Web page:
A simple type of freeform is a toroidal mirror that can be used to give an astigmatism-free image when light is reflected off of the mirror at a specific oblique angle. Off-axis sections of rotationally symmetric aspheric surfaces can be produced directly as freeform surfaces, thus avoiding the need to manufacture a much larger component and then select an off-center portion. Such off-axis aspheric surfaces are of great advantage in unobscured mirror optics. Non-imaging illumination systems benefit greatly from freeform surfaces because local areas of an optical component can be adjusted in slope to optimize the light energy distribution

More complex surfaces are those of optical windows that conform to an airframe shape dictated by aerodynamic or reduced-signature considerations. The form of such a window can have a degrading effect on the imagery of any optical sensor that has to look through it. The optical sensor may itself therefore require freeform surfaces in order to effect adequate optical correction. Where the optical sensor has to scan over a range of angles through a conformal window, several (possibly movable) freeform components may be required for compensation. Figure 2 shows the color-coded Talysurf profile measurement of a freeform surface that has no axis of symmetry.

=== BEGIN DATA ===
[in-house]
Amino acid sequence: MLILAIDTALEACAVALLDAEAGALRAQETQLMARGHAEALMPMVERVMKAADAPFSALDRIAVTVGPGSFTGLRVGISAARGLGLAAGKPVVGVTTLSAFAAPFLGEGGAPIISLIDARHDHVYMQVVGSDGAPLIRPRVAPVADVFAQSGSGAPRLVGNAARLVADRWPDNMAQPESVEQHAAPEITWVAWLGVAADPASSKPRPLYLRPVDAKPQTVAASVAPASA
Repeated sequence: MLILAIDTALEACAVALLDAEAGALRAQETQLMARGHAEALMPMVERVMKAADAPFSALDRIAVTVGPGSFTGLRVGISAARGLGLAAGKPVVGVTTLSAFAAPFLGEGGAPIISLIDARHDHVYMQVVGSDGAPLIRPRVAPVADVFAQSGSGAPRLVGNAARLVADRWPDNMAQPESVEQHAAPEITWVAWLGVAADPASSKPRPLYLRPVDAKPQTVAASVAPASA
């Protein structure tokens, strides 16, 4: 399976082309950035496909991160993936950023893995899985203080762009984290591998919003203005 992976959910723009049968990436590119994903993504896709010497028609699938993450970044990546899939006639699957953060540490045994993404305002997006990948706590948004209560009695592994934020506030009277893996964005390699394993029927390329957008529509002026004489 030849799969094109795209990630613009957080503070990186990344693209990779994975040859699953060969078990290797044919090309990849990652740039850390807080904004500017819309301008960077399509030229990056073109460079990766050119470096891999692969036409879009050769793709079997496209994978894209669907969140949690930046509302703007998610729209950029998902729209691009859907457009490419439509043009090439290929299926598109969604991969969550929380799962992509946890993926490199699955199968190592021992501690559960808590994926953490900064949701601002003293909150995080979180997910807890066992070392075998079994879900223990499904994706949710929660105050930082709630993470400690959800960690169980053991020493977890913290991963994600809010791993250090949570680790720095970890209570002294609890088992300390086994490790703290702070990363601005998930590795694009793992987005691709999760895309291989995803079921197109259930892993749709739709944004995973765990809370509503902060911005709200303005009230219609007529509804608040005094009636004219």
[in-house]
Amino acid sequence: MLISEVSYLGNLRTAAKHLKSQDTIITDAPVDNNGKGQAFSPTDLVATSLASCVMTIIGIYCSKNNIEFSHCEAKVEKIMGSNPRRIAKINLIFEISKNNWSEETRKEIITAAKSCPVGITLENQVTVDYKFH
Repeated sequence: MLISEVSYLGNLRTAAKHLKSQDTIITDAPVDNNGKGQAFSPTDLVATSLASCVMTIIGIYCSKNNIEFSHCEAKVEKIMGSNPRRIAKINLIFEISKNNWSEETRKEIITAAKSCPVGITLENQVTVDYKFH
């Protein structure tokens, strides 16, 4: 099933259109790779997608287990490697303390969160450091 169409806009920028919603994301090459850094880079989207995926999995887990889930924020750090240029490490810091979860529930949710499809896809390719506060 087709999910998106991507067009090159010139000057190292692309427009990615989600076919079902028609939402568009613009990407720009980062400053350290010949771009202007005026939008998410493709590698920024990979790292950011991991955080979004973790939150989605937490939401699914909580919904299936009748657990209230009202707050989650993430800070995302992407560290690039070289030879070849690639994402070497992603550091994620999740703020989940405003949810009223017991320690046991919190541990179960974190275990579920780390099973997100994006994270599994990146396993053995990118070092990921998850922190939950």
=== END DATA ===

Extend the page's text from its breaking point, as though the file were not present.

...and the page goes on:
Figure 2. Talysurf profile measurement of a freeform surface with no axis of symmetry

The ability to produce smooth, accurate freeform surfaces has opened up many prospects in optical design. The Zeeko freeform polisher can produce such surfaces at sizes greater than 1m, and results have demonstrated this machine's abilities and accuracy. Large off-axis aspherics for unobscured multi-mirror optics and also accurate, highly polished conformal windows are now possible. Optical designers are also free (both in spirit and form!) to use unusually shaped surfaces in their new designs. This is well illustrated by modern illumination optics.

A module on freeform surfaces is included in the newly created Masters Degree course in Ultra Precision Technologies and Applications. This annual program led by Cranfield University, in partnership with the University of Cambridge, University College London, and OpTIC, will be launched in October 2007.

Phil Rogers
Bodelwyddan, United Kingdom

Professor Phil Rogers is an optical design consultant and an associate of the OpTIC Technium in St Asaph, UK. Previously he was chief optical designer at Pilkington Optronics/Thales Optics for over 35 years. He is a Fellow of SPIE, the Optical Society of America, and the Royal Academy of Engineering, and is a visiting professor at Cranfield University

David Walker
University College
London, United Kingdom
Zeeko Ltd
Coalville, United Kingdom 

Dr. David Walker directs the Optical Science Laboratory of University College London and is technical director of Zeeko Ltd. After some years developing instrumentation for large telescopes, his more recent research has been in the field of computer numerically controlled polishing and surface metrology, with a particular focus on large optics and extremely large telescopes. He chairs the Form Metrology Special Interest Group of the National Physical Laboratory, which promulgates best practice in measurement technology.